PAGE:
There are ways to play the stock market when interest rates are rising, analysts say, but investors should proceed with caution. "The market doesn't normally do well with rising interest rates, so a more defensive posture is in order," Bruce Bittles, chief investment strategist at Robert W. Baird, told CNBC.com."
Citigroup Chairman Sandy Weill told our Mary Thompson this week that people should start giving their money away even before they have a lot of it. Ok, that's a great idea, though it's a bit easy for him to say. Weill and his wife have generously donated $250 million to Weill Cornell Medical College, and he feels passionate about it. Now we have the scientific proof behind that passion.
Hi again, everyone. I've been remiss in not getting your comments on the blog with some of my responses, but yesterday's post about Apple shares brought an unusually high response. Both in the blog, and on my company email. In the media business, we have a term for the Mac (now iPod) faithful when we write or report some less-than-flattering comments and angles to the Apple story. We call it, "getting flamed."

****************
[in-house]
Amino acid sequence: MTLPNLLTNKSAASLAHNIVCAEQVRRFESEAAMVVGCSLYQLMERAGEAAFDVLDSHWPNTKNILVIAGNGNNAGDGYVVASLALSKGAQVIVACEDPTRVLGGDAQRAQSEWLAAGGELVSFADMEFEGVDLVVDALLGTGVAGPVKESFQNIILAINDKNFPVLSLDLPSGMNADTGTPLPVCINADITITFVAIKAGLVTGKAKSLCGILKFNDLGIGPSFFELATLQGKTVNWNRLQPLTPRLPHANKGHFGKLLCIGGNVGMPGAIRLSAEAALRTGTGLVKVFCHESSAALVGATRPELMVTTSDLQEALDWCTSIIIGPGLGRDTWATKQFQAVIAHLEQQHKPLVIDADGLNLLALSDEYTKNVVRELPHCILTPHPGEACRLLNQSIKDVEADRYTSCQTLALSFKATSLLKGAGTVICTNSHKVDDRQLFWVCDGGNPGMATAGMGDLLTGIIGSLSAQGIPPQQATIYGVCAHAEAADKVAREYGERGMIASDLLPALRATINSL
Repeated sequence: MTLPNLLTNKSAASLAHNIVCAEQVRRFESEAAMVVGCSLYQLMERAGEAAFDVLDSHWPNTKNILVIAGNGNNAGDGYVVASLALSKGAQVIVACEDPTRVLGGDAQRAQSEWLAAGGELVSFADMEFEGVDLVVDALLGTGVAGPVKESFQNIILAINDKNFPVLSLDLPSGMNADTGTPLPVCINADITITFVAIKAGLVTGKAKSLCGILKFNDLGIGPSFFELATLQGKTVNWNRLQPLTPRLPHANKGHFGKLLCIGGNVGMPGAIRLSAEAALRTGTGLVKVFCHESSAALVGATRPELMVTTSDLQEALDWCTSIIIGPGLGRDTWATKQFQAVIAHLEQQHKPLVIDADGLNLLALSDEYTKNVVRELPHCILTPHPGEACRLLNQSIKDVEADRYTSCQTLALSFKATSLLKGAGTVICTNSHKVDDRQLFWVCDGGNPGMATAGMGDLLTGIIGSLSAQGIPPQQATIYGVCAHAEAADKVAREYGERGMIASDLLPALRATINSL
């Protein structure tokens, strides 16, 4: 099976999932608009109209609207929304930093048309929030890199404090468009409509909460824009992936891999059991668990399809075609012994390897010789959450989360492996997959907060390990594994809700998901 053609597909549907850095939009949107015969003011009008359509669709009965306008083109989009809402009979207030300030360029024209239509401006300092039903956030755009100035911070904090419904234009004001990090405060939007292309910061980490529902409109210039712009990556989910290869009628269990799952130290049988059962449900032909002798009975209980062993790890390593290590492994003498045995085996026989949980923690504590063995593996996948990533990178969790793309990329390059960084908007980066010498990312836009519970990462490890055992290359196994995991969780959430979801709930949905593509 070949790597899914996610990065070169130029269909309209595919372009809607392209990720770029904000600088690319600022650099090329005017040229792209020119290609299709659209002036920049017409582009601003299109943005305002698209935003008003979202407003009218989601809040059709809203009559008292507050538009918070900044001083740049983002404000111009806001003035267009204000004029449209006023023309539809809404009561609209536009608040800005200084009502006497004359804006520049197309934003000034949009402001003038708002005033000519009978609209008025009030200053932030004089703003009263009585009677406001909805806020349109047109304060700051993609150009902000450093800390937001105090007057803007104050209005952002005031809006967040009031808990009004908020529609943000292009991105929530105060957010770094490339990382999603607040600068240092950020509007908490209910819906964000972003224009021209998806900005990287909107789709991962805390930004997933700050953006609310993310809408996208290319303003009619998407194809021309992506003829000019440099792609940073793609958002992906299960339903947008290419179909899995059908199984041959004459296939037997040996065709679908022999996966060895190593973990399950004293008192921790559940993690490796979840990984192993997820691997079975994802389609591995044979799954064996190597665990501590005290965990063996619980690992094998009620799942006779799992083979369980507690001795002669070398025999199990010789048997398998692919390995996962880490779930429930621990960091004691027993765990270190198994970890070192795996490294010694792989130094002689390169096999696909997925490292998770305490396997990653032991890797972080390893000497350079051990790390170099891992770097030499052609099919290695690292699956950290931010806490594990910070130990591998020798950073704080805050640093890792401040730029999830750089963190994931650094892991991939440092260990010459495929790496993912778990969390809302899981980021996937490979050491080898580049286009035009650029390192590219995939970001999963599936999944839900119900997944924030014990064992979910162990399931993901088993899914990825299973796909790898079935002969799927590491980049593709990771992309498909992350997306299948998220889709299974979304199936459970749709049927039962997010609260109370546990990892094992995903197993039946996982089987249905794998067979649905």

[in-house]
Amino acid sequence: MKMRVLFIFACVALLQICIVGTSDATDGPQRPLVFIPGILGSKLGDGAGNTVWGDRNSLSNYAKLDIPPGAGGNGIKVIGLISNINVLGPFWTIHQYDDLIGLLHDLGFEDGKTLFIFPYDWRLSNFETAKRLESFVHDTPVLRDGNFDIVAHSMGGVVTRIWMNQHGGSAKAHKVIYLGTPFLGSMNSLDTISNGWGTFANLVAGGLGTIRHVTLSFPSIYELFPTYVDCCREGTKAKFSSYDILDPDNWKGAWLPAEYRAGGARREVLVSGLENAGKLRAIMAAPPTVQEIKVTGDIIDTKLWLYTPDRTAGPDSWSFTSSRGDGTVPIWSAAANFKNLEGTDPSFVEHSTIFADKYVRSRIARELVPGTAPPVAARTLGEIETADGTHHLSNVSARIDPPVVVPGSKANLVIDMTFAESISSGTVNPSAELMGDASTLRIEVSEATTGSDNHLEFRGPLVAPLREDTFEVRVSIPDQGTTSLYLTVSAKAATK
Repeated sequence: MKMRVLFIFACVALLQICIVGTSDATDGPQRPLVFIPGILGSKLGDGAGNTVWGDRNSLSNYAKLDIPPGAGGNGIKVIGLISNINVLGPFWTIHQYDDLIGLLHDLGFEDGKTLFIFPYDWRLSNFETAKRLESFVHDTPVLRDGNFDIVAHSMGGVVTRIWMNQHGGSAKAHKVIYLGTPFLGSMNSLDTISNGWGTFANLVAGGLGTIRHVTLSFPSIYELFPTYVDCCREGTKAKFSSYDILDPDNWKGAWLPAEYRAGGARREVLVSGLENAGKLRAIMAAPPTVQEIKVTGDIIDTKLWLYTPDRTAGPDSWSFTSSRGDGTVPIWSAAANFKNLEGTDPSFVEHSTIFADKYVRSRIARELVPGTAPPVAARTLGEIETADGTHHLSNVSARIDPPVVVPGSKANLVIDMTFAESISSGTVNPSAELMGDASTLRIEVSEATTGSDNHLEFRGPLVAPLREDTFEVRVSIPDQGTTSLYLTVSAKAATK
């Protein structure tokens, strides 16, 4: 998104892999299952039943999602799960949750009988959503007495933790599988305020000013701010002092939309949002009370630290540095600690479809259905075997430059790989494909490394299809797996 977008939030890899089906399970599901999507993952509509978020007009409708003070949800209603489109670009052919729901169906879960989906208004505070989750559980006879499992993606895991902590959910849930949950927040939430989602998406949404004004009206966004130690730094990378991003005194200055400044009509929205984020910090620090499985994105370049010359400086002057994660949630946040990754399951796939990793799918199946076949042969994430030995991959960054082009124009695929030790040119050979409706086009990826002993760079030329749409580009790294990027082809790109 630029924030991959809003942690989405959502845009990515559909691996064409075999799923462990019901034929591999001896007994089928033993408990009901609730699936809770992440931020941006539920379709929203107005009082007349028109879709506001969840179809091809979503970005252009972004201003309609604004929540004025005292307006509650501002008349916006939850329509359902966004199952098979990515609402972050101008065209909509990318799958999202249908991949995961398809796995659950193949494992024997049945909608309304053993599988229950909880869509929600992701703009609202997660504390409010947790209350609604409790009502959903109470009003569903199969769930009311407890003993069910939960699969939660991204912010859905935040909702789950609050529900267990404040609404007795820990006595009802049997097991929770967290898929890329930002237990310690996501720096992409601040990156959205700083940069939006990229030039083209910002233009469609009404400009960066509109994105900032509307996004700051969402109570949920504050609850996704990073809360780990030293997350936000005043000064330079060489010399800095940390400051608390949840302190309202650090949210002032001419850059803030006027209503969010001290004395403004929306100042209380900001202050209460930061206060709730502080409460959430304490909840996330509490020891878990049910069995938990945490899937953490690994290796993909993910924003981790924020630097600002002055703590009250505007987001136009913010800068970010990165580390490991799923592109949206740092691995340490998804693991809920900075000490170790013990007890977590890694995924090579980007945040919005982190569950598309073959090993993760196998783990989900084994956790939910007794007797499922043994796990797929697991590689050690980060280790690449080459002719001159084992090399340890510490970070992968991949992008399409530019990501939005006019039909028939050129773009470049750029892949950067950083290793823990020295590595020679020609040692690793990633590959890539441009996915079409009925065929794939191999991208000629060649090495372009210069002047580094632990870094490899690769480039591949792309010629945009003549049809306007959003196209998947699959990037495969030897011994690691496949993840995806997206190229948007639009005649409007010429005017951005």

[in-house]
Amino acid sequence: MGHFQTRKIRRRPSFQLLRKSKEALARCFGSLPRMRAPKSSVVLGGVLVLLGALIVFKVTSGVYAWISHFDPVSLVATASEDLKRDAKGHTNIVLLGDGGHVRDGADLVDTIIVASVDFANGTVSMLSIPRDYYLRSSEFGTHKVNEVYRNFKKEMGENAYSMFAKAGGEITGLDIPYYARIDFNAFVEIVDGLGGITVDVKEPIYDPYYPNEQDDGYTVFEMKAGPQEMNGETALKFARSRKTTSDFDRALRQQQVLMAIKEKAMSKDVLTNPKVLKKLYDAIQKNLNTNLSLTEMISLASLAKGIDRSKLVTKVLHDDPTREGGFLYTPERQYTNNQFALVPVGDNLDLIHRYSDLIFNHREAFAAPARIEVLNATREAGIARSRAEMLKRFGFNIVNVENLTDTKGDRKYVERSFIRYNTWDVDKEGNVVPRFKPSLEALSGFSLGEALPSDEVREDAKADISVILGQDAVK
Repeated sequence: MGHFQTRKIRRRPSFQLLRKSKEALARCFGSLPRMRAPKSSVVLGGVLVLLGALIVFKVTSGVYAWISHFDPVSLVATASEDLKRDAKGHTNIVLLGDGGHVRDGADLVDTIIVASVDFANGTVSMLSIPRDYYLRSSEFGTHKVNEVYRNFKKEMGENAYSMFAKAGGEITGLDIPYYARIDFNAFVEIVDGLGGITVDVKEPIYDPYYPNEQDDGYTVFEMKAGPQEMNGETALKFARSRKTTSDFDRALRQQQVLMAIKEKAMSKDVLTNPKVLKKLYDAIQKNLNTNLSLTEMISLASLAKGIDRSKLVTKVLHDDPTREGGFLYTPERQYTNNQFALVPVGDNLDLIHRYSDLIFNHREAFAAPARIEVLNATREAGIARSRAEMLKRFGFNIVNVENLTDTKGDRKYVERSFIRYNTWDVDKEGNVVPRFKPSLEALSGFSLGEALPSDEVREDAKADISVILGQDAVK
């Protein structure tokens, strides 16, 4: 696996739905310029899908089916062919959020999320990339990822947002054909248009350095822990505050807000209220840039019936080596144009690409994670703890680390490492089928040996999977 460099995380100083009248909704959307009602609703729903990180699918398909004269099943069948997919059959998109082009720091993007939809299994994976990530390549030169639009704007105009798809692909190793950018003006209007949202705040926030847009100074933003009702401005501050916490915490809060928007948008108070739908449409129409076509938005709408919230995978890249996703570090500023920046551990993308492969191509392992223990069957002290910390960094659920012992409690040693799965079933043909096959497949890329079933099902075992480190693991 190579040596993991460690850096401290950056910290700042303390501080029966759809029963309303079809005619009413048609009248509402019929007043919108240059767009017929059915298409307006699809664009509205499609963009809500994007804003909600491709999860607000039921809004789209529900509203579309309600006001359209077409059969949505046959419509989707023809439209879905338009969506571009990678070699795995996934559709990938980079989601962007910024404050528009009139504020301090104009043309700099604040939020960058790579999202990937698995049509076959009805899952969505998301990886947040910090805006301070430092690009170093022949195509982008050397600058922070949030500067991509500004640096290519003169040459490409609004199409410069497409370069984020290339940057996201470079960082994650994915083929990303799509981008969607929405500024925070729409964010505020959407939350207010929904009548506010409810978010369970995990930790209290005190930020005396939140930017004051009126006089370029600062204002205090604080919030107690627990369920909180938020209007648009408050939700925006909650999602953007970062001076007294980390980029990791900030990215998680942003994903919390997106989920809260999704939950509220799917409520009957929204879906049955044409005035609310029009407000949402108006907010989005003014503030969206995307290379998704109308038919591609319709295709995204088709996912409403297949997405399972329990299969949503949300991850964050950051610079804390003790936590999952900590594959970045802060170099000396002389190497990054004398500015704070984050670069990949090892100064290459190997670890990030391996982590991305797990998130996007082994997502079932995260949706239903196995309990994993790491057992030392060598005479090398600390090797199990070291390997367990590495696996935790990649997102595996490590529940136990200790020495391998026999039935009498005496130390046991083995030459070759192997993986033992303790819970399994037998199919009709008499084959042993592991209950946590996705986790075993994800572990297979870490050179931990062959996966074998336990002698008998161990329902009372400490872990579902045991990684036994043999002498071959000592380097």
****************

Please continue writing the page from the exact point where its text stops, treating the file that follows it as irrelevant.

There may be a few party-planners at Google looking for work this morning. By now, you've heard the story, I'm sure, but for scene-setting purposes, here's the rub: eBay prepares to host its massive "eBay Live!" event in Boston this week, with 10,000 of the company's most rabid users getting together to celebrate their online lives and businesses. It's no secret that some eBayers continue to be upset about fees their paying the company and eBay's regular fee hikes.
Blackstone Group's much-awaited initial public offering is set for the week of June 25, underwriters said.
Sandy Weill, former Citigroup chairman, told CNBC that philanthropy isn’t just about money.In an interview with CNBC's Mary Thompson, Weill said giving is about your talent and passion. He urged others to start giving when they’re young and before they have money. He said it’s important to give of your intelligence, energy and passion.